What is ‘Fundamental Dishonesty’ and how will it impact on Personal Injury Claims?

Posted on 23rd April 2015

In the Law Society Gazette this week (20th April 2015) the incoming president of the Association of Personal Injury Lawyers intends to turn the tables on insurers over ‘fundamental dishonesty legislation’. The Government has recently implemented new rules which prevent a Claimant receiving compensation if they have been found to be fundamentally dishonest, unless the decision will lead to substantial injustice (Criminal Injuries and Courts Act 2015).

What is fundamental dishonesty?

Where a Claimant had been dishonest in a personal injury claim which is fundamental to the case such as exaggeration of symptoms of the injury sustained in an accident then there is a possibility that the whole claim could be dismissed. There is no definition of fundamental dishonesty in the Act but in the Case of Gosling v Hailo & Screwfix (2014 County Court case) it includes significant exaggeration and/or misrepresentation of the extent of the ongoing symptoms.

The Law:

Section 57 of the Criminal Injuries and Courts Act 2015 places a duty on courts to strike out a personal injury claim if on application by the Defendant the Court is satisfied on a balance of probabilities that the Claimant has been fundamentally dishonest unless there would be a substantial injustice. The dismissal of the claim under Section 57 of the Act will only be considered if the Defendant makes an application. If a claim is struck out then the court is required to record the amount the Claimant would have received for any genuine element of the claim had it not been dismissed. The Claimant will then be required to pay the Defendant’s costs. The amount that is recorded for the genuine part of the claim will be deducted from the sum that the Claimant is required to pay.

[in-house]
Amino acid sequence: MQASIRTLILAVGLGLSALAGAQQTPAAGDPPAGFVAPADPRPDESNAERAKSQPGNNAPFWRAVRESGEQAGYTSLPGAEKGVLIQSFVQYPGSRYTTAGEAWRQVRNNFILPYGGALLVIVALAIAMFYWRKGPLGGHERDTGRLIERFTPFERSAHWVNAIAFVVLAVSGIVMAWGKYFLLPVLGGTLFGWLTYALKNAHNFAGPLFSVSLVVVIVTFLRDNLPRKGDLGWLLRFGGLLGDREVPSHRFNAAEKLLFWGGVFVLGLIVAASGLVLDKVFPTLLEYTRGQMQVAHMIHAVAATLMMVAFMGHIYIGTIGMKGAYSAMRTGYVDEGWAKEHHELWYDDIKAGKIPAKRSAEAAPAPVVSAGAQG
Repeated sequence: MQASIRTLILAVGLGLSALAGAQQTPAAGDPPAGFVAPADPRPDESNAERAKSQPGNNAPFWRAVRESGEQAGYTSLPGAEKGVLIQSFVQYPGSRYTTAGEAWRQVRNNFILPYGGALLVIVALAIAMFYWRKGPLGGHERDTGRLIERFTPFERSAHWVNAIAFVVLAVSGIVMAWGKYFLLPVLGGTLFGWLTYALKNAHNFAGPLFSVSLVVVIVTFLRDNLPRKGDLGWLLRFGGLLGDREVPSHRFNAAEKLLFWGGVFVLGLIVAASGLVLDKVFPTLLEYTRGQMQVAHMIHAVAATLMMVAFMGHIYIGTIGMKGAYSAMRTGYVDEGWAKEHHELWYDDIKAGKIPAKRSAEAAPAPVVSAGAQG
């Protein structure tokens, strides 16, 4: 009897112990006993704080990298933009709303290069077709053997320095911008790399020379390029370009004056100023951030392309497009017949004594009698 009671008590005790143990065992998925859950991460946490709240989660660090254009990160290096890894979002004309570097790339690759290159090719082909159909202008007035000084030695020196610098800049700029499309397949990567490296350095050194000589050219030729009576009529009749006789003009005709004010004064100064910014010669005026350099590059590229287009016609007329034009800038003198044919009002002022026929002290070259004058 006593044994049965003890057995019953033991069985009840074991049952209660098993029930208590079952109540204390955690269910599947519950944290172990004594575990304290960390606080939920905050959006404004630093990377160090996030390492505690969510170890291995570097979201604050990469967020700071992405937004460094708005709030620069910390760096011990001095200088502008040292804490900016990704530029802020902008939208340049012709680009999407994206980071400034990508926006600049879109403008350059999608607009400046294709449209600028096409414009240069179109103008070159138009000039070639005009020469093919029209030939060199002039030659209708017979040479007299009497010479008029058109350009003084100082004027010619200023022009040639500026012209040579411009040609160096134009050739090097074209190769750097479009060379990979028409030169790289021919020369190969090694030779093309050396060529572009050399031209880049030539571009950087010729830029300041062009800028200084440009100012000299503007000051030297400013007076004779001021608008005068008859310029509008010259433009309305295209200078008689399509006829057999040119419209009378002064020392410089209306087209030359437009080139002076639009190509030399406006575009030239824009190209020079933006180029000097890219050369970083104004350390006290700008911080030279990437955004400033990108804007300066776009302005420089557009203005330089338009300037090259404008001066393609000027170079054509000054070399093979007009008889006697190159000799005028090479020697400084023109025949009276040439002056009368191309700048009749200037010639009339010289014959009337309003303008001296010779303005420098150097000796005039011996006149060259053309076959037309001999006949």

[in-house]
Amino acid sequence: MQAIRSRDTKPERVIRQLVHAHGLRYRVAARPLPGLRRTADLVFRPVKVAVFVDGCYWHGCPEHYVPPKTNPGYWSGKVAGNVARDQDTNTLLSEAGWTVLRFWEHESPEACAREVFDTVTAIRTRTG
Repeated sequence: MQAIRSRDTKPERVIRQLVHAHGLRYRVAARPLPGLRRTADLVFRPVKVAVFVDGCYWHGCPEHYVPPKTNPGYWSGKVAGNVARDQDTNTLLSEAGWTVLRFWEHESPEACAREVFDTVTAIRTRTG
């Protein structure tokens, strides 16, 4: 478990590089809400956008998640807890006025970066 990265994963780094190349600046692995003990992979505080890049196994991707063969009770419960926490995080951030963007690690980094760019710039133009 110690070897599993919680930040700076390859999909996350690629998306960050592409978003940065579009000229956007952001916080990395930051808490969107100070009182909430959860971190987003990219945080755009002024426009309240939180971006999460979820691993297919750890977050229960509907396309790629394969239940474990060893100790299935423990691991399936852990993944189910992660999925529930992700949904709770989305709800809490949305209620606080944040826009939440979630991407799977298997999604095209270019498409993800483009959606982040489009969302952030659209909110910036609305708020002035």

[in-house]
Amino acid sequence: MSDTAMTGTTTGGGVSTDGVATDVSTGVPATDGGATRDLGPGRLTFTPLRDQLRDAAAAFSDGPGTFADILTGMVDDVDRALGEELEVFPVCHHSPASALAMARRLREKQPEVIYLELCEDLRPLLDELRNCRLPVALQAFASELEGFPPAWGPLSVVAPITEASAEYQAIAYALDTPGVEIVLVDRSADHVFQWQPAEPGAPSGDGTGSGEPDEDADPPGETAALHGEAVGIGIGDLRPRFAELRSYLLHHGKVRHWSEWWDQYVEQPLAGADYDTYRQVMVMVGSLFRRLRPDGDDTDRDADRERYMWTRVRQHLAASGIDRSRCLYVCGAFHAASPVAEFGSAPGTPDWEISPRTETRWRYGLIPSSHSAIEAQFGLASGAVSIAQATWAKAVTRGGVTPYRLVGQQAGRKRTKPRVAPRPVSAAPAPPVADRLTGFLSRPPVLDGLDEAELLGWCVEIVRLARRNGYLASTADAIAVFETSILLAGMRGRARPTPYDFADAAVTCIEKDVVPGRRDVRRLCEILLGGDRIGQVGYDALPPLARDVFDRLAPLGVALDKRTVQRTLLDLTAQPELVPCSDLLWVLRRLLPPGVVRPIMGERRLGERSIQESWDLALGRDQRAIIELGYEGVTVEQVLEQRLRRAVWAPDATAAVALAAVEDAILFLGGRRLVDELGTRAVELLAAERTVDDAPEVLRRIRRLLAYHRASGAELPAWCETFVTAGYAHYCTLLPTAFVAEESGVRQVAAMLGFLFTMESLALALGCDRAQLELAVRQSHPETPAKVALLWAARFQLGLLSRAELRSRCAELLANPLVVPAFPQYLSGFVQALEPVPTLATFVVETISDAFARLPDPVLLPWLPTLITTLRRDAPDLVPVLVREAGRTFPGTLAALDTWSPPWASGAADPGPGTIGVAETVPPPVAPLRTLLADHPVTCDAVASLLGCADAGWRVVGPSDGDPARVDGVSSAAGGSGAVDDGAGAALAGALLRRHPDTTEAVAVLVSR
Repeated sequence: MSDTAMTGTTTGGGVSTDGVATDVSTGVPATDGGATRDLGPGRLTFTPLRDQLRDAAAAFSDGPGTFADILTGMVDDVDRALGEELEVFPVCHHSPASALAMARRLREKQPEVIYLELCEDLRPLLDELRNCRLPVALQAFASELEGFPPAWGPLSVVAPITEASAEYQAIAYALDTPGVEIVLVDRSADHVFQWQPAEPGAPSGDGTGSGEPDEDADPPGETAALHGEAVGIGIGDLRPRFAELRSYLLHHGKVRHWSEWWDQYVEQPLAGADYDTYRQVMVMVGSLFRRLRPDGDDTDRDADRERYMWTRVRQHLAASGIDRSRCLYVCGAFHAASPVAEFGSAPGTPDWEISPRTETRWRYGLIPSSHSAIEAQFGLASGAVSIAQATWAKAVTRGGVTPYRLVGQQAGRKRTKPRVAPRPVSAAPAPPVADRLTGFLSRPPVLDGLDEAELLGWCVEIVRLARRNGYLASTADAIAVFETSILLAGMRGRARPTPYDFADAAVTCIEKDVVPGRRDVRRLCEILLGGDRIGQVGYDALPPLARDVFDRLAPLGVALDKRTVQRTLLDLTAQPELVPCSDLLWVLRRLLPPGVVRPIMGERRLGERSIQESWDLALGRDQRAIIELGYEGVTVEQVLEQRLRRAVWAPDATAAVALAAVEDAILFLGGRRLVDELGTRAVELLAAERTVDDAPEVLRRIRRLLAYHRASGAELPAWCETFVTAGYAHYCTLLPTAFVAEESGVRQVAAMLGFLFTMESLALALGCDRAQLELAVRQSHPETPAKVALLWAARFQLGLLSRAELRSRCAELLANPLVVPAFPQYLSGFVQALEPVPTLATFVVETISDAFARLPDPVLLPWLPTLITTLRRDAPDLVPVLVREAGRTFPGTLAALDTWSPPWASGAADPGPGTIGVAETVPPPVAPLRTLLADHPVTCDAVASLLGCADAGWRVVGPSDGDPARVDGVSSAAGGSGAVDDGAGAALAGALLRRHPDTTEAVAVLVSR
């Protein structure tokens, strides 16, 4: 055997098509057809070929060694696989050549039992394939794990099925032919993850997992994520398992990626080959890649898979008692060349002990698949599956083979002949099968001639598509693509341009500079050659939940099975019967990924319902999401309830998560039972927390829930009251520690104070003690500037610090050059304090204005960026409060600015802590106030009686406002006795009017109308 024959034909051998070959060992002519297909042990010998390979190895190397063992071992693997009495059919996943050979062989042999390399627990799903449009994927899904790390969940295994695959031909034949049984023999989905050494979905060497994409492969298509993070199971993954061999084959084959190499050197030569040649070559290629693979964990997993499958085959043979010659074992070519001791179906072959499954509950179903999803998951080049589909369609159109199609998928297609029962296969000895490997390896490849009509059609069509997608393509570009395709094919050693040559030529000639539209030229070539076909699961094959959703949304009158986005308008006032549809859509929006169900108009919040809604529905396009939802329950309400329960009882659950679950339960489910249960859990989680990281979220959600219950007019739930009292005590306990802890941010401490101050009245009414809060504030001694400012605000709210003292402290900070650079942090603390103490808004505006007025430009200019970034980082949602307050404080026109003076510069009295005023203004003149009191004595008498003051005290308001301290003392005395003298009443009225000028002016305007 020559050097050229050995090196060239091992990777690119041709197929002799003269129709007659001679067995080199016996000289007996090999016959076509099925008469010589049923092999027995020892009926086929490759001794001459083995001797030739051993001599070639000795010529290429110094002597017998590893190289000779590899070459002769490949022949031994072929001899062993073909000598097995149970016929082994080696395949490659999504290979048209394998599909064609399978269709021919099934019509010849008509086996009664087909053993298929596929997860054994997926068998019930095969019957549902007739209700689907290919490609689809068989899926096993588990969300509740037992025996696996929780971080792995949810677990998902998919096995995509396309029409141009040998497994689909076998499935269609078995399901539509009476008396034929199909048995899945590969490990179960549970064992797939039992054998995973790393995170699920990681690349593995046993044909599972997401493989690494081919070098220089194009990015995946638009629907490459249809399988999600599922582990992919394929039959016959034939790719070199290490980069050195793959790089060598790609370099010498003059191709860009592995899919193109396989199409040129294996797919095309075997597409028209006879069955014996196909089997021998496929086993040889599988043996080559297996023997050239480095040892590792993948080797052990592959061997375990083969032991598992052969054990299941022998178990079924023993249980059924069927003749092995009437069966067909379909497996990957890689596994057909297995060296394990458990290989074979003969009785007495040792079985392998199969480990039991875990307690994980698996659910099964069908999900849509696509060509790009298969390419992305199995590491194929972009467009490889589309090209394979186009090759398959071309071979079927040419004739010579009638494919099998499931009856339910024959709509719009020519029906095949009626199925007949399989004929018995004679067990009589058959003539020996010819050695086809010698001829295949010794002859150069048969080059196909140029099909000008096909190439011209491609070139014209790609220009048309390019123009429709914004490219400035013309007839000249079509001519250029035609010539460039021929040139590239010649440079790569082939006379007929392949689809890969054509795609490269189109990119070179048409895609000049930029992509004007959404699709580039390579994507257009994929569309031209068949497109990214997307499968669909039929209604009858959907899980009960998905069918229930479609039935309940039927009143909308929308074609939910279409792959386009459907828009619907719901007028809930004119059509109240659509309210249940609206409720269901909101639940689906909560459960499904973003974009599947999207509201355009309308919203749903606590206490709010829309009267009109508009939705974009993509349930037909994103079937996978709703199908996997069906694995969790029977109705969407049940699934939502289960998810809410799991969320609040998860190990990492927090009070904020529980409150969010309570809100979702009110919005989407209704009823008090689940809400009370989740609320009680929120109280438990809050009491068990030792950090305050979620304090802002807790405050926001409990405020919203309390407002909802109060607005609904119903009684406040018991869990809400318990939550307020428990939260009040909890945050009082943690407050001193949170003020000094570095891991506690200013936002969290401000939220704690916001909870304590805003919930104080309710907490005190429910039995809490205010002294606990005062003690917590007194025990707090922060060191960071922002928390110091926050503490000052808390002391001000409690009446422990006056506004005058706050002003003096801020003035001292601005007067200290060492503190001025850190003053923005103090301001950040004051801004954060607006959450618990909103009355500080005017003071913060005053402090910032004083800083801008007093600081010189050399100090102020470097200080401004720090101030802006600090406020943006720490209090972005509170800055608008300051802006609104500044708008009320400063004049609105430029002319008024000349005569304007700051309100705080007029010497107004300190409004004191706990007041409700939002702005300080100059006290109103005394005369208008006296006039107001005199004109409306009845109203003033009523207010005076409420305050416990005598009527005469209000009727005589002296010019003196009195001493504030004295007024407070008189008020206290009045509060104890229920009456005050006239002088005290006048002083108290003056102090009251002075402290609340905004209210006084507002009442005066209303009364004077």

As an experienced claimant solicitor I consider that there are risks for claimants in so far as there is no definition of fundamental dishonesty. If for example, a claimant makes a minor error in respect of the claim then there is a risk that the whole of the claim could be struck out. Claimants may feel deterred from making a meritorious claim and not getting access to justice. Claimants may decide to underplay their injuries for fear that they could be accused of exaggerating their symptoms. The only protection is where a Judge considers the Claimant would suffer a substantial injustice in striking out the entire claim. We will have to see how courts apply this in practice.

Link to Law Society Gazette website article:


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